An authentic and just life requires faith. In Buddhism, faith is not faith in something. It is not faith in beliefs or superstitions. It is not believing that an outside power can save us or solve the problem of life and death for us. We ought to stop living like beggars… Faith is strength and wisdom – both are necessary. The strength of the spirit, which cuts short all digressions. Wisdom, which brings us to the other shore, the shore of compassion.
This pandemic demonstrates to us that our life is infinitely fragile, that our future is uncertain.

We have had the extraordinary, unique opportunity to take human form. This life is like the drop of water suspended from the beak of an aquatic bird, ready to slip away at any moment, to return to the original ocean.
Faced with this inescapable reality, some people choose a materialistic life that comes down to entertaining themselves, to experiencing a maximum of pleasures. This egotistical life, without light, cannot satisfy the human being.

Even if our life flashes through eternity like lightning, it is marvellous. Marvelous, provided that we live it in truth, without telling ourselves stories.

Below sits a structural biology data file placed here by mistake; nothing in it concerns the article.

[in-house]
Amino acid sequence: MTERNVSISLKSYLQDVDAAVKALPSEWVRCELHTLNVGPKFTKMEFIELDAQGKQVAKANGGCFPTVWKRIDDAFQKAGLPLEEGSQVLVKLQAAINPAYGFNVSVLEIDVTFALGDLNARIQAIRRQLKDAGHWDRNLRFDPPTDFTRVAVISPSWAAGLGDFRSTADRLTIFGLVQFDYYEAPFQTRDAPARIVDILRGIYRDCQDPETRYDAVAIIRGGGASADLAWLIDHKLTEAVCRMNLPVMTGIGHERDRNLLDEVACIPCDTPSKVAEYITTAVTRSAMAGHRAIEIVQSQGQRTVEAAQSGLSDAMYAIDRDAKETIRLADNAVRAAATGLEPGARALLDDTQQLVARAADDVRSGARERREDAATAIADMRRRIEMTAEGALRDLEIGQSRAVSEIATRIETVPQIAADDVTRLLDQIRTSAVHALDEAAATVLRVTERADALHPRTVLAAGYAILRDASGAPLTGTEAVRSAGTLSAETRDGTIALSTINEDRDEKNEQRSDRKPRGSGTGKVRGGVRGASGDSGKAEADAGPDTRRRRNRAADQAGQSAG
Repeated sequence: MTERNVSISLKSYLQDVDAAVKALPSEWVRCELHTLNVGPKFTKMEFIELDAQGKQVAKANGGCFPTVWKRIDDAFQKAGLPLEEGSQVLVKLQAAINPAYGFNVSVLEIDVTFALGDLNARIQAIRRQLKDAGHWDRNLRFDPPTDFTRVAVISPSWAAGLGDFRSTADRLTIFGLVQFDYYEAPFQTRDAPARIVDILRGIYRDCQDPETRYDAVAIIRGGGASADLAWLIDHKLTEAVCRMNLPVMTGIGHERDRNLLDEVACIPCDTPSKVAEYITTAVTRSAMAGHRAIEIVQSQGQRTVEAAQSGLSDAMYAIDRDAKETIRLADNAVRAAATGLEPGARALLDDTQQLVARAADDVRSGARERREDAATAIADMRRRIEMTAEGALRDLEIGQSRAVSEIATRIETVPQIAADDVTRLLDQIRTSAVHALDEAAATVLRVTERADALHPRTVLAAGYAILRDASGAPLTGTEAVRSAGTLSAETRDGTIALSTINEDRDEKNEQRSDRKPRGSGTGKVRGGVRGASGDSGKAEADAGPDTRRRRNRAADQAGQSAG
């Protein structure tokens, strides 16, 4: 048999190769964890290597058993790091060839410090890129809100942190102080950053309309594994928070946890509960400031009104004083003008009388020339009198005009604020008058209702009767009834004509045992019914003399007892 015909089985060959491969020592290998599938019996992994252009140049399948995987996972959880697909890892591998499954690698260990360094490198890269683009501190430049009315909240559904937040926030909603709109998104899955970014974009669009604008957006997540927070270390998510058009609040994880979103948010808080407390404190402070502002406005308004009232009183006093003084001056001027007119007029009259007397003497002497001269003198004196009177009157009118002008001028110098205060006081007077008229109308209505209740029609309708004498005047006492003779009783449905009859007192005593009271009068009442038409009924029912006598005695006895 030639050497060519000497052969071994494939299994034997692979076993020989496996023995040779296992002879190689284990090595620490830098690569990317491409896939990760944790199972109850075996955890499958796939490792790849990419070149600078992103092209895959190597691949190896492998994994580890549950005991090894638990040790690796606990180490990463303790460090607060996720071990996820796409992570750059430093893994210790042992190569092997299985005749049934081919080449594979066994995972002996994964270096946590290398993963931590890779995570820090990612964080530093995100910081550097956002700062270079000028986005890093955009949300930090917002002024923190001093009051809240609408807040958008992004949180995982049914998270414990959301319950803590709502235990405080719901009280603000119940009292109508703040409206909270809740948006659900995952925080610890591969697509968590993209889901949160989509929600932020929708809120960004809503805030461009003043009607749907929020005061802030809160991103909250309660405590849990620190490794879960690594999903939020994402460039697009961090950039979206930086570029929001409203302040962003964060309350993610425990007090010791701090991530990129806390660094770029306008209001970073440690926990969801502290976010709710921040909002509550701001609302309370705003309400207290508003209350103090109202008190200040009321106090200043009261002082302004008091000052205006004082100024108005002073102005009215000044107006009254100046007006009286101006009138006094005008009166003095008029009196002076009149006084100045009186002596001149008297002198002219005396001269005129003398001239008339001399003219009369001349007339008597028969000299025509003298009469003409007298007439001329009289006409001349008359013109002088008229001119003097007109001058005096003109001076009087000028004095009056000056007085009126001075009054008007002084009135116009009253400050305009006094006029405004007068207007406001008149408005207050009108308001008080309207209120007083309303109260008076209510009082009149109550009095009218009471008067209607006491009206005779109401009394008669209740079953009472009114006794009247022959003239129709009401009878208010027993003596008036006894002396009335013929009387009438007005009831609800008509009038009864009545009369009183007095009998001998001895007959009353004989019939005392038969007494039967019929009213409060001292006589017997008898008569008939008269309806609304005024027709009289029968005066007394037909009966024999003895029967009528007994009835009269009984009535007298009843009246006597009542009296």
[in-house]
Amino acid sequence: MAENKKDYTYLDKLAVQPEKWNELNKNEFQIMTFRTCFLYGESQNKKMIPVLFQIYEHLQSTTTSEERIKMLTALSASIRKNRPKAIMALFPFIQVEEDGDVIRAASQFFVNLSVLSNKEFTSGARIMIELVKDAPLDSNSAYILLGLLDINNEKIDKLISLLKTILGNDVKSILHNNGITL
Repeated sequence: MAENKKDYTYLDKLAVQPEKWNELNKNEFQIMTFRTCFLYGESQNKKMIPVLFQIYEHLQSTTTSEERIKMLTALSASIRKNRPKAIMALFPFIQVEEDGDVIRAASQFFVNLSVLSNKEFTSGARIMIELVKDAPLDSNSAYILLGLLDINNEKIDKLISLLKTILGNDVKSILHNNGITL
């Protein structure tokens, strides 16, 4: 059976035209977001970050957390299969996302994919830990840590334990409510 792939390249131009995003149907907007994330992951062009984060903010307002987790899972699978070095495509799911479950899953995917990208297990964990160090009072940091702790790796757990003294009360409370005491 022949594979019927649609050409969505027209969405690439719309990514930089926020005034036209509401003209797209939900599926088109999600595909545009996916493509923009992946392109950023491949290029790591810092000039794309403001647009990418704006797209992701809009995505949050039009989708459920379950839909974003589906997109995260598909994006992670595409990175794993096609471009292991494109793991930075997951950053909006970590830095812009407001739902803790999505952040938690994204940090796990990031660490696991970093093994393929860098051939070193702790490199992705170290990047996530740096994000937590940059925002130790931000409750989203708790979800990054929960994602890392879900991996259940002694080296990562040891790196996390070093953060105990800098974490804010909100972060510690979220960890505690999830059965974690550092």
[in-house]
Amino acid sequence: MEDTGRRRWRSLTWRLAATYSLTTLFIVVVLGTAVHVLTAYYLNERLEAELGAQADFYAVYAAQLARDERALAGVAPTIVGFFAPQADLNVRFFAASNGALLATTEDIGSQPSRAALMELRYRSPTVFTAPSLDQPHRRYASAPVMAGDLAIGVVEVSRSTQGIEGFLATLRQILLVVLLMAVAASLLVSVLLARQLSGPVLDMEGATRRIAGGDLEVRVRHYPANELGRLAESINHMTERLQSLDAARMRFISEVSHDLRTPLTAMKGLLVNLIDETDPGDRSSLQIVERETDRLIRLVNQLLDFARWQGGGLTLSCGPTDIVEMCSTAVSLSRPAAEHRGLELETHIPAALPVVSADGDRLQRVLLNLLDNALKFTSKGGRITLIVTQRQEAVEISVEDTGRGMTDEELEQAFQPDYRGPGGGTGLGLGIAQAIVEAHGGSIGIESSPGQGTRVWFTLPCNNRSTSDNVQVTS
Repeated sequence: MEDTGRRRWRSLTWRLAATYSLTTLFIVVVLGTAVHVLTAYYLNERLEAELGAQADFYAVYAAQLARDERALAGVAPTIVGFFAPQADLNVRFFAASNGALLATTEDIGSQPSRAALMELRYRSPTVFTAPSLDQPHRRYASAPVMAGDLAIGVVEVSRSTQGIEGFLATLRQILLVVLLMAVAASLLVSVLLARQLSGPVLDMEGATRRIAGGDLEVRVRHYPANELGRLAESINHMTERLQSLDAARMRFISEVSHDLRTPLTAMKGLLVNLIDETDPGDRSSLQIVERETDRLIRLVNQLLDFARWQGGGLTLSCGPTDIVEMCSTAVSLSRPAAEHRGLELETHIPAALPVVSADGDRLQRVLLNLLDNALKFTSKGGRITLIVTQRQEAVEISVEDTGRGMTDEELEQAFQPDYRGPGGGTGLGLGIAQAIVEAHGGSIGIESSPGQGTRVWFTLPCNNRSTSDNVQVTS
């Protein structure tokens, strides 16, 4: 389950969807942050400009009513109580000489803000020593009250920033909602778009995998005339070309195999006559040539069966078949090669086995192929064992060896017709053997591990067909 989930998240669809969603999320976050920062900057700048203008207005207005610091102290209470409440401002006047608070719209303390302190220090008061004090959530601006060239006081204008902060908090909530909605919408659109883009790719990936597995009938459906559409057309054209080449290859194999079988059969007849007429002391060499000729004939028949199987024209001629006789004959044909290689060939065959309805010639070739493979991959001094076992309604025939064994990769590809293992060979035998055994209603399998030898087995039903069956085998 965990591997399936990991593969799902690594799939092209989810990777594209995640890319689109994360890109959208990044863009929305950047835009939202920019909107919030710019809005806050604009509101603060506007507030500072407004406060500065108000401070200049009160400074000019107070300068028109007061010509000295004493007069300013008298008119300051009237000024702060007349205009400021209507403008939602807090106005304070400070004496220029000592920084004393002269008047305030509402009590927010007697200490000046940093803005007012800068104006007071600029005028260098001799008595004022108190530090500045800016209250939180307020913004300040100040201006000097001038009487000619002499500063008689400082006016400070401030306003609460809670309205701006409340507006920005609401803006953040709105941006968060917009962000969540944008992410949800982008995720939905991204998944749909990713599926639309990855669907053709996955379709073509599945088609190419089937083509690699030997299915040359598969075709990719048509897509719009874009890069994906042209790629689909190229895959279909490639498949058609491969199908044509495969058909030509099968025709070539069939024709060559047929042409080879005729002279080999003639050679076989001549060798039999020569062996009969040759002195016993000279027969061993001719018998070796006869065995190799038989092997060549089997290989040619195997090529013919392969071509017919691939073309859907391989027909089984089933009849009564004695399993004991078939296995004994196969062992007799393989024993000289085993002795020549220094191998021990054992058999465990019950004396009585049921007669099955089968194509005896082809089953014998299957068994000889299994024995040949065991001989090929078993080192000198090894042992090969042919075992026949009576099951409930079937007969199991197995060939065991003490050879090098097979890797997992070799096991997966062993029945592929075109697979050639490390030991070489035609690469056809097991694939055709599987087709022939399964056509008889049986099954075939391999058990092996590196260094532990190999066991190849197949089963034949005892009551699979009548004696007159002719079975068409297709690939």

Our life is the life of the universe, without separation from all existences. In accordance with this truth, with our hearts open to all existences, we benefit from the generosity of the Buddha.
One day it’s over… One day the world we have in our minds will be extinguished, forever. It’s a law of the universe: all that is born, dies one day. Perhaps the human race will end sooner than we imagined; perhaps because of a virus, perhaps because of our mistakes. Who knows?

Confronted with this reality, the Buddhas ask us to reflect carefully about how we live. The Buddhas’ way of life is to live with all one’s heart, that is to say with faith: with strength and wisdom.
What the human being must cherish more than anything is the present moment, because it is in this moment that we receive the life of the universe. To cherish the present moment is to maintain benevolent attention to all that arises, to respect all forms of life, to be in service to all existences. This is true Love.

The crisis of the coronavirus is a salutary existential crisis that asks us to abandon the frivolous, the superfluous, and the illusory, and to devote ourselves to the essential: to live awake to all aspects of life — and this, at every moment. There is no room for daydreaming, for delaying, for lack of attententiveness.

What human beings must cherish more than anything is the present moment: open, in the service of life. This requires strength and wisdom.

Taiun JP Faure, may 2020

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